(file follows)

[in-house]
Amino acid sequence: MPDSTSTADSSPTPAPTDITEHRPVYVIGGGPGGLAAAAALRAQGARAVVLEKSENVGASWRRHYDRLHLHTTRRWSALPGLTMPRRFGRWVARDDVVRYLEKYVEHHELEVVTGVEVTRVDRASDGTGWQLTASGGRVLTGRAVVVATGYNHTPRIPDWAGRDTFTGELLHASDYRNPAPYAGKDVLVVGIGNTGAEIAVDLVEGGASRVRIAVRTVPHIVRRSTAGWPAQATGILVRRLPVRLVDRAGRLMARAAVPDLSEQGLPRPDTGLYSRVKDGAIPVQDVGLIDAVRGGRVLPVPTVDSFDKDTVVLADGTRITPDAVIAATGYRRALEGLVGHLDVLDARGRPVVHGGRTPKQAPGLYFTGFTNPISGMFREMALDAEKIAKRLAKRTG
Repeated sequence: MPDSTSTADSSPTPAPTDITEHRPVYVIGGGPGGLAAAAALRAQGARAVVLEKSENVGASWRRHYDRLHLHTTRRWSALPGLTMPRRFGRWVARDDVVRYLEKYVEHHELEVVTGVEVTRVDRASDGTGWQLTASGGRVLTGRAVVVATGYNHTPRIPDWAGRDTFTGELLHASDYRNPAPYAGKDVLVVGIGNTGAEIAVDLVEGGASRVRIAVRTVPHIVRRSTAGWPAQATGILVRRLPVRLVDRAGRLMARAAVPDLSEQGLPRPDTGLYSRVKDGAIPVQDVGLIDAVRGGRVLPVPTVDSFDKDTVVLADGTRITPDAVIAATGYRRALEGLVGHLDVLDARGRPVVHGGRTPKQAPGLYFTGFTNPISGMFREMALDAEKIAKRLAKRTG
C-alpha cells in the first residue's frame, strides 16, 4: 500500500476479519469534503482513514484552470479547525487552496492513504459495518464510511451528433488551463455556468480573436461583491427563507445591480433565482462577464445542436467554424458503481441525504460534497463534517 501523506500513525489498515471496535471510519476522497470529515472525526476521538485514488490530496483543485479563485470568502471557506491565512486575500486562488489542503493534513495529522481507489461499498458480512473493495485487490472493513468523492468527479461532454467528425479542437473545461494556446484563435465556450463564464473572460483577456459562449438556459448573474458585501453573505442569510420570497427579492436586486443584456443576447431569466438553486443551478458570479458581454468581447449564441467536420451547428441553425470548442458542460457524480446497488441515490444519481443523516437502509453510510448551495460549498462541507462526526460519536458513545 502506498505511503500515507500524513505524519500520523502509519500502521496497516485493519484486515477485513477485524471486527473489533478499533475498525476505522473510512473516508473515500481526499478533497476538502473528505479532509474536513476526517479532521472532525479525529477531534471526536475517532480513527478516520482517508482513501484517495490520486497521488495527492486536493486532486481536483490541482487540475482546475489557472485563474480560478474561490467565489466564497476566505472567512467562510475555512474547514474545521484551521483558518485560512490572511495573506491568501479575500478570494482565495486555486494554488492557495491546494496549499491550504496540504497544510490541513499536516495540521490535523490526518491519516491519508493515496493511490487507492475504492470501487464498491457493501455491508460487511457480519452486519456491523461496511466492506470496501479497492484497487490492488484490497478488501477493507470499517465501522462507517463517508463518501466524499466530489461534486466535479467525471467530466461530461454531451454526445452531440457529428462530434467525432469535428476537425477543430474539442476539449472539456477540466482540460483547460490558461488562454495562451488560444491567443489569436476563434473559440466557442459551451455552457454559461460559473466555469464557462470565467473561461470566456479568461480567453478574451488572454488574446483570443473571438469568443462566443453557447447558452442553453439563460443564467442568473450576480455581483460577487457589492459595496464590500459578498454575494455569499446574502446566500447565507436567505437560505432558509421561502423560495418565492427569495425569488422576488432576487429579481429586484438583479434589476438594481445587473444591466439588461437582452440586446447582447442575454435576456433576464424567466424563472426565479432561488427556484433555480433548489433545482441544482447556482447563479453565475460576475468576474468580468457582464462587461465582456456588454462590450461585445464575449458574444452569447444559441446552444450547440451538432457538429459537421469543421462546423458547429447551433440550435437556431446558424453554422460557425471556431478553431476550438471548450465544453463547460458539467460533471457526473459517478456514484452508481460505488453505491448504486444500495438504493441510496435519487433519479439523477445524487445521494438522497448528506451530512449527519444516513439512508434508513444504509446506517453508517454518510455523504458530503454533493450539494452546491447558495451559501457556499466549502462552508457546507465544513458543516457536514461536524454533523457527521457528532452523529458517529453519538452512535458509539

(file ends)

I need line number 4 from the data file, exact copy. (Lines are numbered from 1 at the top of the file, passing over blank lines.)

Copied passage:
C-alpha cells in the first residue's frame, strides 16, 4: 500500500476479519469534503482513514484552470479547525487552496492513504459495518464510511451528433488551463455556468480573436461583491427563507445591480433565482462577464445542436467554424458503481441525504460534497463534517 501523506500513525489498515471496535471510519476522497470529515472525526476521538485514488490530496483543485479563485470568502471557506491565512486575500486562488489542503493534513495529522481507489461499498458480512473493495485487490472493513468523492468527479461532454467528425479542437473545461494556446484563435465556450463564464473572460483577456459562449438556459448573474458585501453573505442569510420570497427579492436586486443584456443576447431569466438553486443551478458570479458581454468581447449564441467536420451547428441553425470548442458542460457524480446497488441515490444519481443523516437502509453510510448551495460549498462541507462526526460519536458513545 502506498505511503500515507500524513505524519500520523502509519500502521496497516485493519484486515477485513477485524471486527473489533478499533475498525476505522473510512473516508473515500481526499478533497476538502473528505479532509474536513476526517479532521472532525479525529477531534471526536475517532480513527478516520482517508482513501484517495490520486497521488495527492486536493486532486481536483490541482487540475482546475489557472485563474480560478474561490467565489466564497476566505472567512467562510475555512474547514474545521484551521483558518485560512490572511495573506491568501479575500478570494482565495486555486494554488492557495491546494496549499491550504496540504497544510490541513499536516495540521490535523490526518491519516491519508493515496493511490487507492475504492470501487464498491457493501455491508460487511457480519452486519456491523461496511466492506470496501479497492484497487490492488484490497478488501477493507470499517465501522462507517463517508463518501466524499466530489461534486466535479467525471467530466461530461454531451454526445452531440457529428462530434467525432469535428476537425477543430474539442476539449472539456477540466482540460483547460490558461488562454495562451488560444491567443489569436476563434473559440466557442459551451455552457454559461460559473466555469464557462470565467473561461470566456479568461480567453478574451488572454488574446483570443473571438469568443462566443453557447447558452442553453439563460443564467442568473450576480455581483460577487457589492459595496464590500459578498454575494455569499446574502446566500447565507436567505437560505432558509421561502423560495418565492427569495425569488422576488432576487429579481429586484438583479434589476438594481445587473444591466439588461437582452440586446447582447442575454435576456433576464424567466424563472426565479432561488427556484433555480433548489433545482441544482447556482447563479453565475460576475468576474468580468457582464462587461465582456456588454462590450461585445464575449458574444452569447444559441446552444450547440451538432457538429459537421469543421462546423458547429447551433440550435437556431446558424453554422460557425471556431478553431476550438471548450465544453463547460458539467460533471457526473459517478456514484452508481460505488453505491448504486444500495438504493441510496435519487433519479439523477445524487445521494438522497448528506451530512449527519444516513439512508434508513444504509446506517453508517454518510455523504458530503454533493450539494452546491447558495451559501457556499466549502462552508457546507465544513458543516457536514461536524454533523457527521457528532452523529458517529453519538452512535458509539